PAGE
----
Page (2 of 4) Quotes: 1 2 3 4
How we cite the quotes:
Citations follow this format: (Book.Line). We used Richmond Lattimore's translation.
| Quote #4
'Welcome. You are my friends who have come, and greatly I need you,
who even to this my anger are dearest of all the Achaians.'
So brilliant Achilleus spoke, and guided them forward,
and caused them to sit down on couches with purple coverlets […].' (9.197-200)
In this scene, Achilleus welcomes Odysseus, Aias, and Phoinix, who have come to his tent to present Agamemnon's offer of a consolation gift. It seems similar to his lines in Book 1 above, where he shows that, even though he's mad at Agamemnon, he doesn't hold a grudge against those who have to carry out his orders. The thing is, the Greek text here is actually a bit unclear. The end of line 197 really just says "there is great need," which could be interpreted as either "I need you" or "you need me." How would your interpretation of Achilleus's actions change if Lattimore (the translator we have been using) had translated it the other way?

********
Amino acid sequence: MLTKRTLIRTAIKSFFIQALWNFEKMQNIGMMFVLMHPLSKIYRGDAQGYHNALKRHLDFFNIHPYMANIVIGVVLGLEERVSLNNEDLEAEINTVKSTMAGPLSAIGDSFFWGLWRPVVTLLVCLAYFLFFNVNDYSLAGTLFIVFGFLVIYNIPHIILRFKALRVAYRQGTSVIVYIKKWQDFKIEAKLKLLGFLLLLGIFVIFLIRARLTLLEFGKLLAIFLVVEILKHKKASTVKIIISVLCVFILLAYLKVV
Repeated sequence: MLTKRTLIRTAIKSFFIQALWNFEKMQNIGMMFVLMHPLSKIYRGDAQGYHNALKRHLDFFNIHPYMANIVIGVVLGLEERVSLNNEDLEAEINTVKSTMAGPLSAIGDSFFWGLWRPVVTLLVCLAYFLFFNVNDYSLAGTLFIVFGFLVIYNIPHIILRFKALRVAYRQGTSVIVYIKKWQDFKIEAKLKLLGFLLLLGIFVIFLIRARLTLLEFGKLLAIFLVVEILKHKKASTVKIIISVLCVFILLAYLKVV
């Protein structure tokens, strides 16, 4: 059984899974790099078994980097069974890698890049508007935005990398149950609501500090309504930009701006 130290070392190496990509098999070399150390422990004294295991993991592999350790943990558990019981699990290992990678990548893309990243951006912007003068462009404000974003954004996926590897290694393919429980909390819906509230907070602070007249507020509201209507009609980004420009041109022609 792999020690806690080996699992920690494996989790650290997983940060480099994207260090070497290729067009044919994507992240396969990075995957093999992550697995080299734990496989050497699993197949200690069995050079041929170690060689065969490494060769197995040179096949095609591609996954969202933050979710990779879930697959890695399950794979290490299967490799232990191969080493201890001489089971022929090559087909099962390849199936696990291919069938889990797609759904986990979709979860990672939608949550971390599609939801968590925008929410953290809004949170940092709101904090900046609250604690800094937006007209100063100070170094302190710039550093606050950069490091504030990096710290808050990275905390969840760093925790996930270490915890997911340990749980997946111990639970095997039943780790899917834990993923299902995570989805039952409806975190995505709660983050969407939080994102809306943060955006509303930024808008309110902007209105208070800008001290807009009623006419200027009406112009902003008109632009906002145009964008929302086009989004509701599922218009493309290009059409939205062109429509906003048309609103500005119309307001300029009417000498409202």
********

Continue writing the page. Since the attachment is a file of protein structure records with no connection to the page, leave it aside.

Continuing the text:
| Quote #5
'Hephaistos, come this way; here is Thetis, who has need of you.'
Hearing her the renowned smith of the strong arms answered her:
'Then there is a goddess we honour and respect in our house.
She saved me when I suffered much at the time of my great fall
through the will of my own brazen-faced mother, who wanted
to hide me, for being lame. […]
Now she has come into our house; so I must by all means
do everything to give recompense to lovely-haired Thetis
for my life. Therefore set out before her fair entertainment
while I am putting away my bellows and all my instruments.' (18.392-397, 406-409)
Friends help out friends. Can you think of any other parts of the Iliad where this code is either followed or abandoned?
| Quote #6
'[…] afterwards when the sun sets
make ready a great dinner, when we have paid off our defilement.
But before this, for me at least, neither drink nor food shall
go down my very throat, since my companion has perished
and lies inside my shelter torn about with the cutting
bronze, and turned against the forecourt while my companions
mourn about him.' (19.208-213)
In most cultures, eating is a social occasion to join together with friends. Why do you think Achilleus would refuse food at this point of the story?